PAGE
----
Hey there! Many of you have joined this week from Morning Brew and Kottke. Welcome! Wow. And– thank you.

You're reading Simpler Machines, a newsletter that is mostly about software development, but software development as a creative practice, and a social one. That just happens to make giant gobs of money for equally giant corporations.

It's a weird thing, this software business.

I'm Nat Bennett, I write this newsletter because you read it. I have been writing both on and off the internet, and I have learned that I am not an Emily Dickinson type who files my stuff away in a drawer. I write best, and most vigorously, when I'm writing to people.

And I really like writing this newsletter! So– whether you've just joined or you've been reading for years– thanks.

Hey quick– what are your top three personal values?

For me the top two are easy – curiosity, and then integrity – but then I have to think a little bit. Some days the third is creativity, some days generosity, and some days it's courage. Occasionally it's something more like belonging or even wisdom.

Can you name them on the spot like that?

If you read a lot of business and life advice – "Hi, I'm Nat, and I read Prussian military doctrine for fun" – or have gone to like, management training workshops, you'll have encountered the idea that you should know your values. "They help you make hard decisions!" "Honoring your values will make you happier and healthier." "Burnout is caused by a conflict between work demands and personal values."

Which is, like, cool and all, but I struggled with this advice for a long time, because I didn't really understand what values were. At best the advice I got was like, "think really hard about it!"

How I felt about most advice to "find your values"

So, y'know, I did the journaling exercises and I attended the workshops, and I wrote down attempts at values ("... learning things?") and it didn't really stick until one day, late in 2020, when I finally had the idea that maybe my problem was that I didn't have a good sense of what the options were – and that maybe I could solve this with technology.

So I got a deck of cards, called The Values Deck.

Once I had the cards physically in my hands it became obvious what my problem actually was. I had been thinking about values in isolation, but values only make sense in comparison with each other.

There are exceptions but most "values" are things that most people agree are good. "Freedom." "Friendship." "Honesty." "Success." When I ask myself, "What do I value?" what I'm really asking is, "What do I value most? And what do I value it more than?"

As soon as I had them as cards, I could draw a pair and ask myself, "Which of these is more important?"

Because I'm a software engineer – and I had a bit of time on my hands – I found myself bubble sorting them. I'd go through the whole deck, pair-by-pair, and reverse the order if it didn't feel right. Then when I got to the end, I'd start over at the top. I wasn't super strict about it – I'd jump cards across a lot of positions if it was obvious they belonged near the top or the bottom.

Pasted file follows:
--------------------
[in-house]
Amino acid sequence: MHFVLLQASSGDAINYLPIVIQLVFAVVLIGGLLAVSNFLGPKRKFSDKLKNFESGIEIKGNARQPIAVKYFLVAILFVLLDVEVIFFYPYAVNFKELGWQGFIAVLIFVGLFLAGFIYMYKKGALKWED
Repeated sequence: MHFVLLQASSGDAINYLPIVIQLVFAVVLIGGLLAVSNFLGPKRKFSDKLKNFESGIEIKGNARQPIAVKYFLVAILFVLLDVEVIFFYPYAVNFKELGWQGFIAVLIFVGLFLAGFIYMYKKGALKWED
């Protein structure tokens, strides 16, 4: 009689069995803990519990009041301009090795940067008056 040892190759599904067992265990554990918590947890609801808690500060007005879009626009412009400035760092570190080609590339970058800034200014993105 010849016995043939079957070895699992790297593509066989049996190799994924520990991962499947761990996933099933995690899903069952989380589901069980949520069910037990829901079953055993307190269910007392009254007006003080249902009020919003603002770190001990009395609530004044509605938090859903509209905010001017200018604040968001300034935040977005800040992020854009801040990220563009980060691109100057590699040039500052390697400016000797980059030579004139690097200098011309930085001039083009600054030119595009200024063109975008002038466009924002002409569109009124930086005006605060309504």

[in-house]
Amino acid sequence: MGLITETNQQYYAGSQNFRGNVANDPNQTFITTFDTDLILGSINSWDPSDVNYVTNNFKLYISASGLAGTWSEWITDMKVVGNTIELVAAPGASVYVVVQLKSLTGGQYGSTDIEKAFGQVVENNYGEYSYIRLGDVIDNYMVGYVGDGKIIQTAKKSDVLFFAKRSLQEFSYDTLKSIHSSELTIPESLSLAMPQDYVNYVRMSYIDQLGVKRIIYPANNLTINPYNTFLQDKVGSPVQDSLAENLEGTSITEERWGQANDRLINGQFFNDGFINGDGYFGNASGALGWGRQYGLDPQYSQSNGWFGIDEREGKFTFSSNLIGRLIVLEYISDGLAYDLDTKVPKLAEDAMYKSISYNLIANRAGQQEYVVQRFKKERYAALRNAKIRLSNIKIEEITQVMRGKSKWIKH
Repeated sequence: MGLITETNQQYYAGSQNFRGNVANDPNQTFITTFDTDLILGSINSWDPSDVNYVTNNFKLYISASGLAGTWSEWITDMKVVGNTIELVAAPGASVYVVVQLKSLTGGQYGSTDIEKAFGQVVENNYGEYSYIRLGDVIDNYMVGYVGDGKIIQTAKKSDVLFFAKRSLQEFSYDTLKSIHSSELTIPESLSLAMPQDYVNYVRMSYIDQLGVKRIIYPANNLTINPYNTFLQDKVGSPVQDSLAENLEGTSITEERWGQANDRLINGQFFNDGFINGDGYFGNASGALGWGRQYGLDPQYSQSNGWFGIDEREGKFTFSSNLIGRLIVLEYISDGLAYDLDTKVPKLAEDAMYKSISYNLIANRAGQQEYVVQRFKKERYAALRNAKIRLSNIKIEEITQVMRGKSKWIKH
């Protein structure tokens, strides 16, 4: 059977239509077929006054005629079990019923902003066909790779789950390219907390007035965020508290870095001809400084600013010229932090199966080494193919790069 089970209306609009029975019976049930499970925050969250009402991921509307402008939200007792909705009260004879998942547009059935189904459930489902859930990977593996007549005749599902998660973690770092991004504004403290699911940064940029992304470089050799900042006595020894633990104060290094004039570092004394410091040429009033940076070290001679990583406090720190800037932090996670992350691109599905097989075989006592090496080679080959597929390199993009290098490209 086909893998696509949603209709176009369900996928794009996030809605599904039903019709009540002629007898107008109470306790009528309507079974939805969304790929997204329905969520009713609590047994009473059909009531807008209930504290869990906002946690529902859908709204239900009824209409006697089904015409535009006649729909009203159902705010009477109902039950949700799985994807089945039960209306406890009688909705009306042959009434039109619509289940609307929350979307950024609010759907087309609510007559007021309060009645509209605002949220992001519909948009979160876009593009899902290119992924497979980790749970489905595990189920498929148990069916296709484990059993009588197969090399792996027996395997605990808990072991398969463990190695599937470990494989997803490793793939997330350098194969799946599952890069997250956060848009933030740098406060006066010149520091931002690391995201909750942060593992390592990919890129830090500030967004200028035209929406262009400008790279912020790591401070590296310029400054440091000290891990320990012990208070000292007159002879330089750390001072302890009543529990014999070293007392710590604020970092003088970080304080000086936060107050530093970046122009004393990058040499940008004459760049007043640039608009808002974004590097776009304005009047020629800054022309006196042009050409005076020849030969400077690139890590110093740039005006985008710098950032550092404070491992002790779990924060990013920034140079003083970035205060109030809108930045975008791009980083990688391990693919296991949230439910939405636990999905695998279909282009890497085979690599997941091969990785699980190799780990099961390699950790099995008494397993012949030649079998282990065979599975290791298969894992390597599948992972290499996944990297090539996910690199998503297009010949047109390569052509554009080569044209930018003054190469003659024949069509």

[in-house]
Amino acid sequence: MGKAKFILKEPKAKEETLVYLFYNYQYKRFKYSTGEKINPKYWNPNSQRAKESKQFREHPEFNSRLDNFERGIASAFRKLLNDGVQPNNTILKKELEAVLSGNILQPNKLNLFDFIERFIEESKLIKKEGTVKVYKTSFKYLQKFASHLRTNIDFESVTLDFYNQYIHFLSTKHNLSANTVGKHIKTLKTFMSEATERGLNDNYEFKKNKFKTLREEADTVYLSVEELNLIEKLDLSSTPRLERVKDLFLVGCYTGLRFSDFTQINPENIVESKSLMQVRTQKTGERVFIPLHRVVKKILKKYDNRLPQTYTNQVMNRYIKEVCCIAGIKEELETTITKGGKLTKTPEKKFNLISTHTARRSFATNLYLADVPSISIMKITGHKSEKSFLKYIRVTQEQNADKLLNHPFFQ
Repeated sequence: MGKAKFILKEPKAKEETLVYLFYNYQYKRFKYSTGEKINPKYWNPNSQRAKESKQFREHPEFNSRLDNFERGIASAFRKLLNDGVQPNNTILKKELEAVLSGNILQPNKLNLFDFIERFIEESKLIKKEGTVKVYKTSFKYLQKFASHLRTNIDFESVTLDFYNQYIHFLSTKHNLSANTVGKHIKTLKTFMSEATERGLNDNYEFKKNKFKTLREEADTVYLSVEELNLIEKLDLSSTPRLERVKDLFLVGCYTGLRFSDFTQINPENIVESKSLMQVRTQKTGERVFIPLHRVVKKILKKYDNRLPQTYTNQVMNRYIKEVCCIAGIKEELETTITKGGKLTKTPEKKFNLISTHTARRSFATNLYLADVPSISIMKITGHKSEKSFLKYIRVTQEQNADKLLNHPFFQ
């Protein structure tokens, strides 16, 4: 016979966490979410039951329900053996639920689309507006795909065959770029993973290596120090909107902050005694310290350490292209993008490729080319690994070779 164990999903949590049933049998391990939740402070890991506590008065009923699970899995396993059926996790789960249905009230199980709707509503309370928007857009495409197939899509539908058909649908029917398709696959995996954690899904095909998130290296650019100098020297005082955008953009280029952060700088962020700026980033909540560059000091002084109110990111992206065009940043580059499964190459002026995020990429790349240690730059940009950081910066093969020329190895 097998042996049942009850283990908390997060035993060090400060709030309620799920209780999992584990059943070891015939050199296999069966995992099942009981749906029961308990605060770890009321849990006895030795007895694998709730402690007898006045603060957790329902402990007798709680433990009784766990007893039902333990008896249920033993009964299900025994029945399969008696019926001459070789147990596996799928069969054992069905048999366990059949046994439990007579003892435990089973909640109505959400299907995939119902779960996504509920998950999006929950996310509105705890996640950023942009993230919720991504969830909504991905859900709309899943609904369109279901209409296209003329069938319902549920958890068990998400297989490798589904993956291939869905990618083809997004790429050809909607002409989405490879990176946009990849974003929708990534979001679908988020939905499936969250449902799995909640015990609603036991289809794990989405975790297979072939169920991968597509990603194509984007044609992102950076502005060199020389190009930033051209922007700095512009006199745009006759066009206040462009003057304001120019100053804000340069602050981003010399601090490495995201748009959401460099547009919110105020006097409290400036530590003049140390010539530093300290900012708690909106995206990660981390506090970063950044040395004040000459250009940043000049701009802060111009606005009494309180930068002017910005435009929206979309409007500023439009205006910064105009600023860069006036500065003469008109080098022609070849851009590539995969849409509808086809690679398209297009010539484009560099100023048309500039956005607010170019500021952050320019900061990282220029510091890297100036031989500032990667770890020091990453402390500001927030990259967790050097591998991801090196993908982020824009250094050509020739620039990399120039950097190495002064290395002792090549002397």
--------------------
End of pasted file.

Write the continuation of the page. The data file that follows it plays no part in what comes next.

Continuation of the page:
Sometimes the answer to that question was easy for me. Creativity or Obedience? One of those is almost an anti-value to me – no prizes for guessing which. A lot of the "conformity," "security" and "tradition" values settled into a stable order at the bottom fairly quickly.

Sometimes the answer was really hard, because the values seemed so similar. Forgiveness vs. True Friendship? Man, where do I even start with that one?

For those, I found it helpful to image a scenario that brings the two values into conflict. Say someone hurts a friend of mine – would I be able to forgive them?

Some were surprisingly hard. Sense of Belonging vs. Independence, for instance. The conflict there is easy for me to imagine – and it's also easy for me to imagine picking each side.

Doing a comparison like this also helped me understand how some of my values are related to each other. I don't necessarily care a lot about things like money and security on their own – except to the degree that they're necessary for things like independence.

This exercise helped me navigate a major life change around this time, because that change also involved a pretty big change to what I was valuing. More on that soon, I think – I have what's probably a pretty big chonky essay about values themselves brewing in bits and pieces on my drafts folder, but we're already closing in on one thousand words here so it's time to wrap it up for now.

Here's the part where we do a call to action:

If you've been reading this essay and thinking, "Huh, that's a good idea, I should get one of those sometime."

You can buy The Values Deck right now, from the Discover Your Values company website. It's $49, which is more expensive than a lot of similar decks. I picked this one because it's highly rated on Amazon and I like their general vibe.

I also just discovered that they've got one with animals on it? And animal facts? Uh I'm sorry to go full Internet Shill on you but I might need to get this and I've already got one of these things.

The Values Deck: Animal Kingdom

Buy the one with animals on it

I am slightly embarrassed to be putting a link to a product like this in the newsletter, so I do feel the need to emphasize – there's a ref on there from Ghost's outbound link tagging, but this isn't an affiliate link or anything. I do want to make it as likely as possible that someone who would benefit from this gets it. So that means big clicky button links.

If you do get the deck, and run the exercise, drop me an e-mail with what you learned? nat@simplermachines.com

You can leave a comment here, too.


- Nat

One weird trick for... figuring out your values?